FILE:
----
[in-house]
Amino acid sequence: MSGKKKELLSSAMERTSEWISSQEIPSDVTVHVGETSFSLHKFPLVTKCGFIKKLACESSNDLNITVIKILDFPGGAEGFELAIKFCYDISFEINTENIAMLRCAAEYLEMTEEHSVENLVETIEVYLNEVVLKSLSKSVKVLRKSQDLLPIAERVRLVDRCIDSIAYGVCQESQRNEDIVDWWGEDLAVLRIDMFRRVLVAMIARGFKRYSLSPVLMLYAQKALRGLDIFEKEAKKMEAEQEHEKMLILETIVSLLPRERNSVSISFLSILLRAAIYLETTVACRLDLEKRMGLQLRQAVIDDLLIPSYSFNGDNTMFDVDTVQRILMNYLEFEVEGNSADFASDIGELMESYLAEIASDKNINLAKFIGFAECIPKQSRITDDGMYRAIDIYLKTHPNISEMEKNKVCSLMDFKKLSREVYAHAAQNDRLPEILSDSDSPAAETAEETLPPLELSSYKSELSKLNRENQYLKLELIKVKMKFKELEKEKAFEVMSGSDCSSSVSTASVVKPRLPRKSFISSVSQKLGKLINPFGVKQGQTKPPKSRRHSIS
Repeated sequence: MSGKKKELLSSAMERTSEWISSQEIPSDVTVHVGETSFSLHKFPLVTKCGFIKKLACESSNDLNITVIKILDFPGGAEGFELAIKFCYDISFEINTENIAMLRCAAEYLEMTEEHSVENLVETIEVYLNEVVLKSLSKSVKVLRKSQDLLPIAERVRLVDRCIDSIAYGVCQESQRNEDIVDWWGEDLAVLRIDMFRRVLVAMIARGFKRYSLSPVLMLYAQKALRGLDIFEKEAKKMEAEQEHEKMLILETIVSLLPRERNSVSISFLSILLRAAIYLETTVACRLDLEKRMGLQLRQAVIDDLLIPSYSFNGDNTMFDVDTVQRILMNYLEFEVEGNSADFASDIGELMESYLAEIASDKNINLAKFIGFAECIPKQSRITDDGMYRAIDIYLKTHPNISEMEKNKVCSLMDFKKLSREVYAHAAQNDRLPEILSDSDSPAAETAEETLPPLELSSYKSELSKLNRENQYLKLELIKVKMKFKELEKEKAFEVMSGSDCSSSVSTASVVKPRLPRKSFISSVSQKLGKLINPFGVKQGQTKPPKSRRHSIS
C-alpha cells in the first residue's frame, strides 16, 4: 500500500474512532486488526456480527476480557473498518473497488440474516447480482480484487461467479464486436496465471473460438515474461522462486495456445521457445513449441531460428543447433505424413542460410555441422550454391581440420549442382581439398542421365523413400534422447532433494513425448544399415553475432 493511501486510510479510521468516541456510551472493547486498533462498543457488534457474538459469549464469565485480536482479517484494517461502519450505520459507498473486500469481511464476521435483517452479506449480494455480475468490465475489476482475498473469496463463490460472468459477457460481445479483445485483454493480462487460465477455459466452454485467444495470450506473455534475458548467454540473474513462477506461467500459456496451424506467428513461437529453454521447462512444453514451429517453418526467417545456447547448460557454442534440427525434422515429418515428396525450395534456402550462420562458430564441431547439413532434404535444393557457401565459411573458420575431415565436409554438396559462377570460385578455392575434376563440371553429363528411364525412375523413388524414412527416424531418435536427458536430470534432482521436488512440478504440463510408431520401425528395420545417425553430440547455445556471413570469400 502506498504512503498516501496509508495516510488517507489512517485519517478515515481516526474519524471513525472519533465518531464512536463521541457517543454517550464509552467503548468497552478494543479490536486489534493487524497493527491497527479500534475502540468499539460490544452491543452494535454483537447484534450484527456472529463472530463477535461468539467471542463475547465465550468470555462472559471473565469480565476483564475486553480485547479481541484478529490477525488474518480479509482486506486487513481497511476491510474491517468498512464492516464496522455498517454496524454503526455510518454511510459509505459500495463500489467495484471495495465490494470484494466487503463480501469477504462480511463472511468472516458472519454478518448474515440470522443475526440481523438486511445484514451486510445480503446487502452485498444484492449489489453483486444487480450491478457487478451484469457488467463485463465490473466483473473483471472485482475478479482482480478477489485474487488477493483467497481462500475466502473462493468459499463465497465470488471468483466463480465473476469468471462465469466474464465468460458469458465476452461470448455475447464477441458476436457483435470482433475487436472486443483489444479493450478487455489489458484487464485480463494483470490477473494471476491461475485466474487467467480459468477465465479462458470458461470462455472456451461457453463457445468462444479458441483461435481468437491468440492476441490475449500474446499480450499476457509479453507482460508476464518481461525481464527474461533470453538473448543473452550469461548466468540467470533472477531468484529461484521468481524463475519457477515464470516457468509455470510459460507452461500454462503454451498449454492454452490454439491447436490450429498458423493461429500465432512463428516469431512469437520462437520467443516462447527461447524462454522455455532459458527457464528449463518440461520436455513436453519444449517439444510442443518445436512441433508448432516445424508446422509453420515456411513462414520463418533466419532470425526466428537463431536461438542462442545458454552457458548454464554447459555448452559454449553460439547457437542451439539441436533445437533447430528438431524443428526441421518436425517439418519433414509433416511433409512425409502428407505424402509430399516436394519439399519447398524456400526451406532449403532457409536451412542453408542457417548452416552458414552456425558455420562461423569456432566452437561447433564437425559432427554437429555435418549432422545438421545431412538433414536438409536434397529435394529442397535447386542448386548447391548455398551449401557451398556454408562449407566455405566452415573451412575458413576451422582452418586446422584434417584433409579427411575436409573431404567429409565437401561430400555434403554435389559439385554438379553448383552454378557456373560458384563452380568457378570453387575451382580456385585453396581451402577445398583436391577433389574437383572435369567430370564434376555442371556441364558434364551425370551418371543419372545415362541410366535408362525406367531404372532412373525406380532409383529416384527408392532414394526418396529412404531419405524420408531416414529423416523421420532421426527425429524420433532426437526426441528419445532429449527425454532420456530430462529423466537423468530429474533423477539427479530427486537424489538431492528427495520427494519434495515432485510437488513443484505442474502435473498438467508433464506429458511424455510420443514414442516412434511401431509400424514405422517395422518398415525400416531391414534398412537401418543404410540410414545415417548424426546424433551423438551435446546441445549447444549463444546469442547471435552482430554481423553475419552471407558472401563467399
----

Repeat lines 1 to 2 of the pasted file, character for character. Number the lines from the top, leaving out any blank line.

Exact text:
[in-house]
Amino acid sequence: MSGKKKELLSSAMERTSEWISSQEIPSDVTVHVGETSFSLHKFPLVTKCGFIKKLACESSNDLNITVIKILDFPGGAEGFELAIKFCYDISFEINTENIAMLRCAAEYLEMTEEHSVENLVETIEVYLNEVVLKSLSKSVKVLRKSQDLLPIAERVRLVDRCIDSIAYGVCQESQRNEDIVDWWGEDLAVLRIDMFRRVLVAMIARGFKRYSLSPVLMLYAQKALRGLDIFEKEAKKMEAEQEHEKMLILETIVSLLPRERNSVSISFLSILLRAAIYLETTVACRLDLEKRMGLQLRQAVIDDLLIPSYSFNGDNTMFDVDTVQRILMNYLEFEVEGNSADFASDIGELMESYLAEIASDKNINLAKFIGFAECIPKQSRITDDGMYRAIDIYLKTHPNISEMEKNKVCSLMDFKKLSREVYAHAAQNDRLPEILSDSDSPAAETAEETLPPLELSSYKSELSKLNRENQYLKLELIKVKMKFKELEKEKAFEVMSGSDCSSSVSTASVVKPRLPRKSFISSVSQKLGKLINPFGVKQGQTKPPKSRRHSIS